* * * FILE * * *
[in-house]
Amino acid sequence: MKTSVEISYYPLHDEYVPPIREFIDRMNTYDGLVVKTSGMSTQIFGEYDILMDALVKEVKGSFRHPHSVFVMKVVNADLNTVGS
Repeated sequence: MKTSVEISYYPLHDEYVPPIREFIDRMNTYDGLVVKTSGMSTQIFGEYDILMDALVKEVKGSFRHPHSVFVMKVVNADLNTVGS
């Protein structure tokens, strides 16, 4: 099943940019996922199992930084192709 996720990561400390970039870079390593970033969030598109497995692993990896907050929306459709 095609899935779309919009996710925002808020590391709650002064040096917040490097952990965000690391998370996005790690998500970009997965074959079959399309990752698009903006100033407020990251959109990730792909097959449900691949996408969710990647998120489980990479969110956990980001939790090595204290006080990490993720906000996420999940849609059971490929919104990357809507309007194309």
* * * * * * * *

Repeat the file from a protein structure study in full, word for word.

[in-house]
Amino acid sequence: MKTSVEISYYPLHDEYVPPIREFIDRMNTYDGLVVKTSGMSTQIFGEYDILMDALVKEVKGSFRHPHSVFVMKVVNADLNTVGS
Repeated sequence: MKTSVEISYYPLHDEYVPPIREFIDRMNTYDGLVVKTSGMSTQIFGEYDILMDALVKEVKGSFRHPHSVFVMKVVNADLNTVGS
């Protein structure tokens, strides 16, 4: 099943940019996922199992930084192709 996720990561400390970039870079390593970033969030598109497995692993990896907050929306459709 095609899935779309919009996710925002808020590391709650002064040096917040490097952990965000690391998370996005790690998500970009997965074959079959399309990752698009903006100033407020990251959109990730792909097959449900691949996408969710990647998120489980990479969110956990980001939790090595204290006080990490993720906000996420999940849609059971490929919104990357809507309007194309």